If the word “talent” in the parable isn’t talking about our “talents” (in the modern day colloquial sense), what then is it talking about?  There is one gift that I do believe is referred to here – namely, the gift of the Gospel of Jesus Christ.  This is the only gift, treasure, or possession that could be understood as being as valuable as a talent of money.   It is important then that the talent is given to the servants from the master – it is such a lavish sum of money; a servant could not hope to muster it on their own.  This additionally puts paid to the notion of any works-based soteriology arising from this parable – the sum is so great that it can only refer to something that I am incapable of producing myself, and therefore it precludes looking inwardly to satisfy the judgment.

The rest of the parable then falls into place:  the master is Jesus, who leaves the disciples for a time, after teaching them and giving them in trust the Good News about himself.  The servants are the disciples, and include all the crowds that followed him around Judea as well as those that have done so over the 2000 years of intervening history to the present day.  The servants who do something with the master’s money are rewarded, by being placed over much after being entrusted with “a little.”  This refers to the faithful Christians who seek to carry out the Great Commission as well as following the commands of Christ, for the gift of grace that they have been given will return a great yield in charitable works, love, and other souls who in turn also receive the same gift and carry out the same works.  The one servant who did nothing with the money is rejected, and even what he has is taken away from him, to be given to the one shown to be the best manager of the money.  This represents the one who hears the Gospel, and for whatever reason either never accepts the gift, attempts to accept the gift without passing it on, or tries to “return” the gift by denouncing the Gospel and ultimately leading others away from it.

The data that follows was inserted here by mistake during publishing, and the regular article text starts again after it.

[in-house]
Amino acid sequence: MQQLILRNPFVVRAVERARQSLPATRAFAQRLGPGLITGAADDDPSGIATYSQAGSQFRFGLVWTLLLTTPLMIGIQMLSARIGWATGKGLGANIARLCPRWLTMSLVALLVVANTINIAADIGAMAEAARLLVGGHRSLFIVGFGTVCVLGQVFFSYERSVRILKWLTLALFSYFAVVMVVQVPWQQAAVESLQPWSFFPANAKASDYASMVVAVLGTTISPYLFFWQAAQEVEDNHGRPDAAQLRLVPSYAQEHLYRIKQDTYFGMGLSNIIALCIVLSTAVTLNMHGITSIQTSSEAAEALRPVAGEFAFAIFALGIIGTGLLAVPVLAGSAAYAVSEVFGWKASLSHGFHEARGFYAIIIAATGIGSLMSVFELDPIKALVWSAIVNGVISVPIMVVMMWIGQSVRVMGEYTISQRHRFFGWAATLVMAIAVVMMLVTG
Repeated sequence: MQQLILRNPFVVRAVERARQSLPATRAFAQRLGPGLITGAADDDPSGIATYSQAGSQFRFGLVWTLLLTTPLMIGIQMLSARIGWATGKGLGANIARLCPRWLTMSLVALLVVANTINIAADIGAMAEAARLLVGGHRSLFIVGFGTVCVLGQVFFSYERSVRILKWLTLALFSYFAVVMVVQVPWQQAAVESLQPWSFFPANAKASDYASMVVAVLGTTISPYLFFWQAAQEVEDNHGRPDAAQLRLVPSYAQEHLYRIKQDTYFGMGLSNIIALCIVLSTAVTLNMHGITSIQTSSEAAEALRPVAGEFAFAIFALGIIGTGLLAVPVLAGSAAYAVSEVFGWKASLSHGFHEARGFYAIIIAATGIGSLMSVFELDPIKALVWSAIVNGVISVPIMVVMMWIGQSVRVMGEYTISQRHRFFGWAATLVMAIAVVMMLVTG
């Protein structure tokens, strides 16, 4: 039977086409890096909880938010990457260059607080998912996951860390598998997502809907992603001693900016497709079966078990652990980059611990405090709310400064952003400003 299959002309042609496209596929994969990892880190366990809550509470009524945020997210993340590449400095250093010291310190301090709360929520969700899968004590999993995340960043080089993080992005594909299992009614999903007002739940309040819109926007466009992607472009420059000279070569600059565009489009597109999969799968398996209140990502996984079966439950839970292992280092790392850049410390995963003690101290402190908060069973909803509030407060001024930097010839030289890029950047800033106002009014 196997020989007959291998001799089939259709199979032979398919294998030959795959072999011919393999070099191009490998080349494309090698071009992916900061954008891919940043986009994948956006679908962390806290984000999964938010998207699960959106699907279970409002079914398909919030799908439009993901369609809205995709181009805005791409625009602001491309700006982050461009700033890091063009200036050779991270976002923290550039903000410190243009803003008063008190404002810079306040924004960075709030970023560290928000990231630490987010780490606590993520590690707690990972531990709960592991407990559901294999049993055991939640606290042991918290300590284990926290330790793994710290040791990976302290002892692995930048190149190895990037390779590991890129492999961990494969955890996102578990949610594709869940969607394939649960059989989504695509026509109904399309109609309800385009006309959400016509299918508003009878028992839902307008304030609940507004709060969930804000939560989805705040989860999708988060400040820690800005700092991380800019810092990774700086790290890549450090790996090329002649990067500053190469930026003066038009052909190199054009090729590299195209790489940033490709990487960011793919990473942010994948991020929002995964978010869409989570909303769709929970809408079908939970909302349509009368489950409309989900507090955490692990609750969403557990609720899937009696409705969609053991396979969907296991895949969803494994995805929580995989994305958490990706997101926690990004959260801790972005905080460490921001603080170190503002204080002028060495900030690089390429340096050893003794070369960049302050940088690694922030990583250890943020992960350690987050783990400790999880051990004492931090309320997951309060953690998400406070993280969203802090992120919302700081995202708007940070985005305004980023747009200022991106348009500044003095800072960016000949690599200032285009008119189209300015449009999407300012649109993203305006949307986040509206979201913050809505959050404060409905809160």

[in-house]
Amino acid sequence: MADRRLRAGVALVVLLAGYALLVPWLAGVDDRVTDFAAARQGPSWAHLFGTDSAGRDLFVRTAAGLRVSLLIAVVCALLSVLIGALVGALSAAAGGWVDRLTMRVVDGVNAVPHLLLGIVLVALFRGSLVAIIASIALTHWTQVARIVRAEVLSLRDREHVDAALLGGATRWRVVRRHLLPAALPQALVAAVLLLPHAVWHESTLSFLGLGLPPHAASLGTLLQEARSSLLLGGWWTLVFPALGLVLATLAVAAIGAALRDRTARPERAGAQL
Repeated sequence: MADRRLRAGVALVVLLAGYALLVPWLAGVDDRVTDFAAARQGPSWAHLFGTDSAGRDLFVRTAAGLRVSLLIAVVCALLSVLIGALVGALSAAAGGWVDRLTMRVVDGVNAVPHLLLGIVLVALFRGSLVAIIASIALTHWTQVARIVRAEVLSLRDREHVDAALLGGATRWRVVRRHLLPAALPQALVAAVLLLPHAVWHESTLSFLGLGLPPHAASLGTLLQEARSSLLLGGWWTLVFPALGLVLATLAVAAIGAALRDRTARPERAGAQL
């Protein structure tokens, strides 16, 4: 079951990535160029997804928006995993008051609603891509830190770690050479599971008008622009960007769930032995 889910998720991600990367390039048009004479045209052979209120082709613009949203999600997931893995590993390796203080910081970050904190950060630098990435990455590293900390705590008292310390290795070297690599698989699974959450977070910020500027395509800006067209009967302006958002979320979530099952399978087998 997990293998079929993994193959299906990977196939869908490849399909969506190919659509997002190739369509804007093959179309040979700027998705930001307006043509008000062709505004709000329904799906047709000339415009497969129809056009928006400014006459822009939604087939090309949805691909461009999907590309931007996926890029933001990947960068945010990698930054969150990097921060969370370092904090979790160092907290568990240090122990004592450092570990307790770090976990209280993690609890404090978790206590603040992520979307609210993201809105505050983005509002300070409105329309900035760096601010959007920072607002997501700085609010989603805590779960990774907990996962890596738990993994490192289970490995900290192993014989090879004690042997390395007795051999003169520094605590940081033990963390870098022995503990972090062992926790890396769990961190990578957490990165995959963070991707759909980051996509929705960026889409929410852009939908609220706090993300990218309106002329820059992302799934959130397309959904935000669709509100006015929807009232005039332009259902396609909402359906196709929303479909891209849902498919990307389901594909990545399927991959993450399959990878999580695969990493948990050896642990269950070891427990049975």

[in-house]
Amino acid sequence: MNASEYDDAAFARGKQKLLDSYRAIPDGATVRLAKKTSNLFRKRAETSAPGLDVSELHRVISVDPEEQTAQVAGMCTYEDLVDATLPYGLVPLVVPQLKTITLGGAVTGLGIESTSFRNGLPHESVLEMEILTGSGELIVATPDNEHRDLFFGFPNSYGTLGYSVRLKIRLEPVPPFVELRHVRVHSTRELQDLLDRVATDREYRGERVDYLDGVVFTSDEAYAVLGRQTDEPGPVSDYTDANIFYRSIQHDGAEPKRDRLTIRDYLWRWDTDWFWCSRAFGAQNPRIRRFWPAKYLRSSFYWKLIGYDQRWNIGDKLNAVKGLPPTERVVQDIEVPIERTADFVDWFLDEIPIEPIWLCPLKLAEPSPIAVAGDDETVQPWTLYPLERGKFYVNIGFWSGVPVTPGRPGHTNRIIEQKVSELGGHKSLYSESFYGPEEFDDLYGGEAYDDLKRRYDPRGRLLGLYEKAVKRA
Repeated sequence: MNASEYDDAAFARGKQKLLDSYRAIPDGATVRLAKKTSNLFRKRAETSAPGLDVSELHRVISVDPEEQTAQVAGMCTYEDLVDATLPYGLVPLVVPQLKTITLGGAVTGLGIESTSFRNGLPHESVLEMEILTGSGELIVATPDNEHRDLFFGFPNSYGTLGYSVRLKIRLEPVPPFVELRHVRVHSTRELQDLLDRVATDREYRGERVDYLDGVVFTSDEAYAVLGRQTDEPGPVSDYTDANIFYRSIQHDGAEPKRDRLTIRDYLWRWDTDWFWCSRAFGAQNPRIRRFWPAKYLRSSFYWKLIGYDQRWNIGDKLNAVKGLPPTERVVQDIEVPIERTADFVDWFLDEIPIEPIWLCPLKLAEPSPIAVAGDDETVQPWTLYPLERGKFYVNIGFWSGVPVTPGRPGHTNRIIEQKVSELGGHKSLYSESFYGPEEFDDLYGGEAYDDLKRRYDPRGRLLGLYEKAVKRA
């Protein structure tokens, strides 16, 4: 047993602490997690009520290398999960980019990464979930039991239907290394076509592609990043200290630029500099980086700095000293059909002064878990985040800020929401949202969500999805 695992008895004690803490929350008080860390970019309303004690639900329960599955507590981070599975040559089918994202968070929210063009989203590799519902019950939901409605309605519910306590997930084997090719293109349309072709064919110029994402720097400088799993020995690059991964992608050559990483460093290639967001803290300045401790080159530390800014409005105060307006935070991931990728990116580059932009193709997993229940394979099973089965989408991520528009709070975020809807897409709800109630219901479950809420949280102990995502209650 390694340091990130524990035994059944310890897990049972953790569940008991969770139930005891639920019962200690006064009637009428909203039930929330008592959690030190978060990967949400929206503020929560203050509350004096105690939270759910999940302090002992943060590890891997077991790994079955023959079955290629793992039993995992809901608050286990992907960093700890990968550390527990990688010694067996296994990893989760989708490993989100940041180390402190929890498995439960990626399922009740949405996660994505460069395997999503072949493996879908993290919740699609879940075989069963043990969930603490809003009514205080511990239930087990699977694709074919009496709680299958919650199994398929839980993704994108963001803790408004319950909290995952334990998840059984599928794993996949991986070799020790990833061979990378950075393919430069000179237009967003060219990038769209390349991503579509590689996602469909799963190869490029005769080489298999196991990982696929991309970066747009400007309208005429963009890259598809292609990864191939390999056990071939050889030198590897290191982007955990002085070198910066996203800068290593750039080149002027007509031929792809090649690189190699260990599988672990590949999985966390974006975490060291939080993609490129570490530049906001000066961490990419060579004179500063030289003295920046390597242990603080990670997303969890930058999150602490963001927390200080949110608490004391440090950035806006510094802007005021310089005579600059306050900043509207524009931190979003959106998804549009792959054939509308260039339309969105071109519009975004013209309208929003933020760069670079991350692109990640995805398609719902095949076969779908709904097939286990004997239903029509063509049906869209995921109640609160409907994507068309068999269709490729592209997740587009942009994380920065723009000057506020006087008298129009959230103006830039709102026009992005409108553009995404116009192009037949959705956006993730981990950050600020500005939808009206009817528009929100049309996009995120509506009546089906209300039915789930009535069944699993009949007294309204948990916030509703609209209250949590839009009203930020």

I believe that this parable should resonate strongly with us Christians in the modern West.  We are 2000 years from the time of Christ, and presented daily with casual rejection of our beliefs.  It has been “a long time” (Matt 25:19) and could still be longer.  We are surrounded by people who know a “gospel” that has similar characters and mentions similar events, but either through misapprehension or the idolatry of the will they cannot hear or understand or accept the true Gospel.  The temptation to give in is great, and it will become greater and greater until the master comes again.  And that, I believe, is the final message of the parable, the true heart of its message – the servants who invested the money kept faith that the master would return, because they knew his character, and that they would be well treated.  The one who buried the money acted without faith, because he did not know the true character of the master – and even if he had he acted unwisely.  Our charge, therefore, is to keep the faith until the master’s return.

As we prepare for the Advent of Our Lord, I encourage you to pray for faith and perseverance to the end.  Pray also that all who claim Christ would know and share the true Gospel, that the great treasure entrusted to us would yield far and above what we can imagine, in mercy, love, and kindness toward one another, and – above all – in redeemed souls presented to Our Master when he returns.

Grace and Peace to all in the Name of Jesus.